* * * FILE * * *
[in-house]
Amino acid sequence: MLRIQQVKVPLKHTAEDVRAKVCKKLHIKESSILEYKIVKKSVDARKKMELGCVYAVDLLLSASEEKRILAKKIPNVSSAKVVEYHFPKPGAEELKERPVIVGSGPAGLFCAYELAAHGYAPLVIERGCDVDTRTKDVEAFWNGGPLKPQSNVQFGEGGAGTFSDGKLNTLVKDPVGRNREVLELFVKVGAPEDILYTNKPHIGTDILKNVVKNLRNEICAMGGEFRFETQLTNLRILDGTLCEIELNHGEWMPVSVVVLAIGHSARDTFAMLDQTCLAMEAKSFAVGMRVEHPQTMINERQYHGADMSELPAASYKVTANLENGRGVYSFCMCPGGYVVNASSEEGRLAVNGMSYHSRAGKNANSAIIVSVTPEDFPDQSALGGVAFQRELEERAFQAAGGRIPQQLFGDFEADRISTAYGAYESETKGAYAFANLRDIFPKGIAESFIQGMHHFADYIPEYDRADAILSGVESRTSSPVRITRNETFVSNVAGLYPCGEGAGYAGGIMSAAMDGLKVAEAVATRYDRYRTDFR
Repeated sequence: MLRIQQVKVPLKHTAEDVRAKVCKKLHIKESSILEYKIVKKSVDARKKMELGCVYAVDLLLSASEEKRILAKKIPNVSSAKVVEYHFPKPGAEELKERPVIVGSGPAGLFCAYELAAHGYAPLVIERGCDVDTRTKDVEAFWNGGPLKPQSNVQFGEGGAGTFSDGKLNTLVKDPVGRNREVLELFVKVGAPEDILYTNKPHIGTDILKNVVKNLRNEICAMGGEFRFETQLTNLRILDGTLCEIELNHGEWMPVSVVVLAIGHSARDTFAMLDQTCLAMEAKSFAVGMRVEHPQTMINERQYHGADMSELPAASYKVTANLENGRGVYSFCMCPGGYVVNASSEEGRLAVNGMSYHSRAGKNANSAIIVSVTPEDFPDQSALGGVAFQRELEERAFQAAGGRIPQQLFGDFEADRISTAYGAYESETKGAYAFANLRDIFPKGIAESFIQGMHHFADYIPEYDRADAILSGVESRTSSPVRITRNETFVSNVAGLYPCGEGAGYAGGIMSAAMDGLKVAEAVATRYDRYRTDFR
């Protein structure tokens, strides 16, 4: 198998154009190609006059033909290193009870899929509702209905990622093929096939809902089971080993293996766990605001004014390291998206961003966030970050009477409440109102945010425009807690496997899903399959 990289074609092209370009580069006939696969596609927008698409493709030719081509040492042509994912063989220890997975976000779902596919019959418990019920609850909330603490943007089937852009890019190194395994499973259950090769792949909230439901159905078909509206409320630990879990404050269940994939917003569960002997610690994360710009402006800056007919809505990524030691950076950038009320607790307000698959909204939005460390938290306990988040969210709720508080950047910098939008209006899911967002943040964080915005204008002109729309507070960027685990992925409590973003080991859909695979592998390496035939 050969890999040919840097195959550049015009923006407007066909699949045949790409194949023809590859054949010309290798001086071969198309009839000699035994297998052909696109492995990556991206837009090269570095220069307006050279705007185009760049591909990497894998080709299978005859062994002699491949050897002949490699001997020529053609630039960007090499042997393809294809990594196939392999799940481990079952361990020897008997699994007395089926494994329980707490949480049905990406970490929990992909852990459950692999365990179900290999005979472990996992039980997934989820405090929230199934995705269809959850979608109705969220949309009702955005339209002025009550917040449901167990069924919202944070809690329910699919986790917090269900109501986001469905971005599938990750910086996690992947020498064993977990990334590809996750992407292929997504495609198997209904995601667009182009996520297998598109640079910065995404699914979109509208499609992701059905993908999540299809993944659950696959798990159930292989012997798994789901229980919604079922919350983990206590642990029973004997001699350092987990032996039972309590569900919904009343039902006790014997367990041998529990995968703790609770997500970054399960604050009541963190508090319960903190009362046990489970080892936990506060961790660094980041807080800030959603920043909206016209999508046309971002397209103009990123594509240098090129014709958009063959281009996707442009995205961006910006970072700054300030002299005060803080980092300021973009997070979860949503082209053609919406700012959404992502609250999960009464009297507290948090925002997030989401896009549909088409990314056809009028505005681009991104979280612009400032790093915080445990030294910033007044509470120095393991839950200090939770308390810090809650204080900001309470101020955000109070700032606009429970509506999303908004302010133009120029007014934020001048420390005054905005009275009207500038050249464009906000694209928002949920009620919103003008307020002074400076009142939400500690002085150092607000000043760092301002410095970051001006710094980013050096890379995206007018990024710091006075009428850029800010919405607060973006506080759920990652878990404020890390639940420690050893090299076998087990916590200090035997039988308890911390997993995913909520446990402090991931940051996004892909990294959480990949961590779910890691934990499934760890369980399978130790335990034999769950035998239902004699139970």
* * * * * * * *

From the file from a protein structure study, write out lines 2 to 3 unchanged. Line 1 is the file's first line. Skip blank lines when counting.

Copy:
Amino acid sequence: MLRIQQVKVPLKHTAEDVRAKVCKKLHIKESSILEYKIVKKSVDARKKMELGCVYAVDLLLSASEEKRILAKKIPNVSSAKVVEYHFPKPGAEELKERPVIVGSGPAGLFCAYELAAHGYAPLVIERGCDVDTRTKDVEAFWNGGPLKPQSNVQFGEGGAGTFSDGKLNTLVKDPVGRNREVLELFVKVGAPEDILYTNKPHIGTDILKNVVKNLRNEICAMGGEFRFETQLTNLRILDGTLCEIELNHGEWMPVSVVVLAIGHSARDTFAMLDQTCLAMEAKSFAVGMRVEHPQTMINERQYHGADMSELPAASYKVTANLENGRGVYSFCMCPGGYVVNASSEEGRLAVNGMSYHSRAGKNANSAIIVSVTPEDFPDQSALGGVAFQRELEERAFQAAGGRIPQQLFGDFEADRISTAYGAYESETKGAYAFANLRDIFPKGIAESFIQGMHHFADYIPEYDRADAILSGVESRTSSPVRITRNETFVSNVAGLYPCGEGAGYAGGIMSAAMDGLKVAEAVATRYDRYRTDFR
Repeated sequence: MLRIQQVKVPLKHTAEDVRAKVCKKLHIKESSILEYKIVKKSVDARKKMELGCVYAVDLLLSASEEKRILAKKIPNVSSAKVVEYHFPKPGAEELKERPVIVGSGPAGLFCAYELAAHGYAPLVIERGCDVDTRTKDVEAFWNGGPLKPQSNVQFGEGGAGTFSDGKLNTLVKDPVGRNREVLELFVKVGAPEDILYTNKPHIGTDILKNVVKNLRNEICAMGGEFRFETQLTNLRILDGTLCEIELNHGEWMPVSVVVLAIGHSARDTFAMLDQTCLAMEAKSFAVGMRVEHPQTMINERQYHGADMSELPAASYKVTANLENGRGVYSFCMCPGGYVVNASSEEGRLAVNGMSYHSRAGKNANSAIIVSVTPEDFPDQSALGGVAFQRELEERAFQAAGGRIPQQLFGDFEADRISTAYGAYESETKGAYAFANLRDIFPKGIAESFIQGMHHFADYIPEYDRADAILSGVESRTSSPVRITRNETFVSNVAGLYPCGEGAGYAGGIMSAAMDGLKVAEAVATRYDRYRTDFR